The Foreign Secretary went on the attack on Thursday morning with a scathing column in The Sun followed by a string of media appearances to make the case for the Tories in the upcoming General Election.
In his article he described the Labour leader as a “benign herbivore” and a “mutton-headed mugwump” capable only of “meandering and nonsensical” speeches, prompting widespread bemusement and reaching for dictionaries.
But in interviews on the BBC, Good Morning Britain and Radio 4, his attacks on Corbyn were drowned out as he was grilled on why the public should trust what he says after the now-infamous £350 million NHS pledge made on the side of a bus during the EUreferendum campaign.
First up was Good Morning Britain.
Johnson also squirmed over Theresa May’s flagship pledge to cut net migration to “tens of thousands”, or less than 100,000 a year.
“It depends how many tens you are talking about.. I don’t want to get into numbers.”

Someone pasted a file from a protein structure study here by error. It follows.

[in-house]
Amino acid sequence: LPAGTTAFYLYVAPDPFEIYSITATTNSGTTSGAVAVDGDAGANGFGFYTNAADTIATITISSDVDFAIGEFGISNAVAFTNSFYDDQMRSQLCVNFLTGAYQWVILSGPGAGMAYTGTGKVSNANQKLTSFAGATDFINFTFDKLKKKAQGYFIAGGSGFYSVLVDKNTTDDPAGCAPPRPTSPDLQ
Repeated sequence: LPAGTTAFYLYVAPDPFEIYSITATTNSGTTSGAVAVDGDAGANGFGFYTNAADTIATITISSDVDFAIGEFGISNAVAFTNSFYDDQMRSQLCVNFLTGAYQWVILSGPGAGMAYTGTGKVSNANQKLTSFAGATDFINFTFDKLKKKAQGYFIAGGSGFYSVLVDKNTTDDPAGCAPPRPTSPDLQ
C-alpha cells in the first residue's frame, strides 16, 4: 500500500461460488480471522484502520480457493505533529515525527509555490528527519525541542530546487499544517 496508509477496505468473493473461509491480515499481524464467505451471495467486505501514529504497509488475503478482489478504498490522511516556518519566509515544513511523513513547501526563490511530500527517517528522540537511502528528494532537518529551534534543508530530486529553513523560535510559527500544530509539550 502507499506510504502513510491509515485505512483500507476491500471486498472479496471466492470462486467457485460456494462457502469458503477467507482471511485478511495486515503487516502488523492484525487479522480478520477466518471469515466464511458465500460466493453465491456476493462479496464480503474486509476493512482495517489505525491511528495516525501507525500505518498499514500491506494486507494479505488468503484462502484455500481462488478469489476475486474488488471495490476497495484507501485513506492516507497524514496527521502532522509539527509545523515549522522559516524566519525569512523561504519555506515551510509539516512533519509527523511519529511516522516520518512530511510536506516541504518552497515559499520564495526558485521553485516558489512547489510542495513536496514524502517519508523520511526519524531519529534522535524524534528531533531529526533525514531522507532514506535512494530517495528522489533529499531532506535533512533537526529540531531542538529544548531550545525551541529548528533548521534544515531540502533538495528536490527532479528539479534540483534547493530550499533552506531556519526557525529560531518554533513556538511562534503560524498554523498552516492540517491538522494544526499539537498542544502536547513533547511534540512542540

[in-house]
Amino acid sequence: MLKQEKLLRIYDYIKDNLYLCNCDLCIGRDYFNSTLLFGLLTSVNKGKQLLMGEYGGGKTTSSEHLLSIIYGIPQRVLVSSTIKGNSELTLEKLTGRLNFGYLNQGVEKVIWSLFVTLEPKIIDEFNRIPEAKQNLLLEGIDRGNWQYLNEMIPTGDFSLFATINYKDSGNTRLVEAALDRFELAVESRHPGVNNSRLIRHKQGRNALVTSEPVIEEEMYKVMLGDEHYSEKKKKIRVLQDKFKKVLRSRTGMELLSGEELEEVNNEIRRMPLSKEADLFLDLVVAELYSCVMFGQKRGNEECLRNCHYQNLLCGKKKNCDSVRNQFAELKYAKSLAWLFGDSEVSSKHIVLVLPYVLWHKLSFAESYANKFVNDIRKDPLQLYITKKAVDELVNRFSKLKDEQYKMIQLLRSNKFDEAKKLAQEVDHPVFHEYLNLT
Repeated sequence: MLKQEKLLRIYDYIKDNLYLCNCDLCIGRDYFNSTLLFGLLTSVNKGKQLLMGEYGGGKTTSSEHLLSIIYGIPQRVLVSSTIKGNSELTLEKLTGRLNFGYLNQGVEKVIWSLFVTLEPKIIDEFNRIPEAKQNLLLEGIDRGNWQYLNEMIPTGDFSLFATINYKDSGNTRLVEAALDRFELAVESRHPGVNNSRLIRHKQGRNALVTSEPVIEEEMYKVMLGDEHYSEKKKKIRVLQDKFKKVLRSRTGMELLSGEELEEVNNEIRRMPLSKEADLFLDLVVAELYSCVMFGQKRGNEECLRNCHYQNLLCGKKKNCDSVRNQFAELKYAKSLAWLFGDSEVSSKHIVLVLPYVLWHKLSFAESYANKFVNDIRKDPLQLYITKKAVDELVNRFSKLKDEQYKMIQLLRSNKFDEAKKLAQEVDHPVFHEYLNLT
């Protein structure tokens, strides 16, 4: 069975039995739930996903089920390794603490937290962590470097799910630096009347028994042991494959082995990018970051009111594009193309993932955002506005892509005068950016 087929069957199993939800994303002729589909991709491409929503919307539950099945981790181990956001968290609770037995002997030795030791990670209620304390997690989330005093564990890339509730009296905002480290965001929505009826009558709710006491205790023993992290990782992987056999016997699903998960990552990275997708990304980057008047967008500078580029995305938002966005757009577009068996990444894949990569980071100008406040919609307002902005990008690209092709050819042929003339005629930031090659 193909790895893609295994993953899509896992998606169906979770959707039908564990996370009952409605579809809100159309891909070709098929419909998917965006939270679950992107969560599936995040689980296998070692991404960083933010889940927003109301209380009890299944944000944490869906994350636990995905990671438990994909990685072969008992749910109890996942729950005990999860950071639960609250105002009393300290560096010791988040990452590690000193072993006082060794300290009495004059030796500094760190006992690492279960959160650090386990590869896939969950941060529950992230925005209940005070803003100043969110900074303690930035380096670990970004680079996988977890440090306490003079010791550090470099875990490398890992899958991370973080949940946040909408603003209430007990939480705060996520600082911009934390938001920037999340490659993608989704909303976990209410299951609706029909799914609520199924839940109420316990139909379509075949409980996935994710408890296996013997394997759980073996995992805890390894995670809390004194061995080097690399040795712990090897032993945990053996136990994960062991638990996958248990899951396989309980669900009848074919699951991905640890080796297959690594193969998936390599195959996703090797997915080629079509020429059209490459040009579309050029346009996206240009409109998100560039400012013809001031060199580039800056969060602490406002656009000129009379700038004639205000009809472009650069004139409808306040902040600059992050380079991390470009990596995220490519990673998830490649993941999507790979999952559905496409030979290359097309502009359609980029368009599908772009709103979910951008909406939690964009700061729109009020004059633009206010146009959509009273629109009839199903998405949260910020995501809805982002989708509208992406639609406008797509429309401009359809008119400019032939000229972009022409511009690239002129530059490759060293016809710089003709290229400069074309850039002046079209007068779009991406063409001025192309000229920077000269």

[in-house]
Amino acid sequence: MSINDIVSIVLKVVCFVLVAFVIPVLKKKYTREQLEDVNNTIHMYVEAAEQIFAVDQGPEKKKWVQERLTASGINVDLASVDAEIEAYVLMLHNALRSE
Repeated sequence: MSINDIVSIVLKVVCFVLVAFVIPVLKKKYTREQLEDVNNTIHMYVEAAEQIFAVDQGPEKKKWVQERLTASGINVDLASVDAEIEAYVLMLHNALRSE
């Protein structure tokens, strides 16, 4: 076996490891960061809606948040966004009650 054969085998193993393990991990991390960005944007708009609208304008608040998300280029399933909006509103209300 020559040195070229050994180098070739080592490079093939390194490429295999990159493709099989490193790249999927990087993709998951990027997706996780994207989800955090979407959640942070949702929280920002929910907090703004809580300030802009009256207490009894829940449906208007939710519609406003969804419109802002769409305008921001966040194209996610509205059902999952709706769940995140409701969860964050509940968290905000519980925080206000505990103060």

Asked about May’s insistence on including students in her migration target, Johnson again ducked the issue, preferring to say students have “enormous practical economic value” and “I value international students”.
And he ducked detailed questions about Britain’s looming Brexit “divorce” bill, saying only that “money before substantive talks - that is obviously not going to happen”. But he didn’t define whether those talks were on trade or withdrawing from the EU.
Shadow foreign secretary Emily Thornberry today hit back for Labour, saying: “It seems Boris Johnson has finally been allowed out of hiding, on the condition he only talks delusional nonsense.
“He talks about creating a ‘global Britain’, yet the Tories have overseen the greatest diminution of British influence on the world stage in a generation.
“With his crass and offensive remarks Boris Johnson has single-handedly damaged Britain’s chances of getting a good deal with the EU.
“And after his broken promise of £350m a week for the NHS, why should anyone believe a word he says?”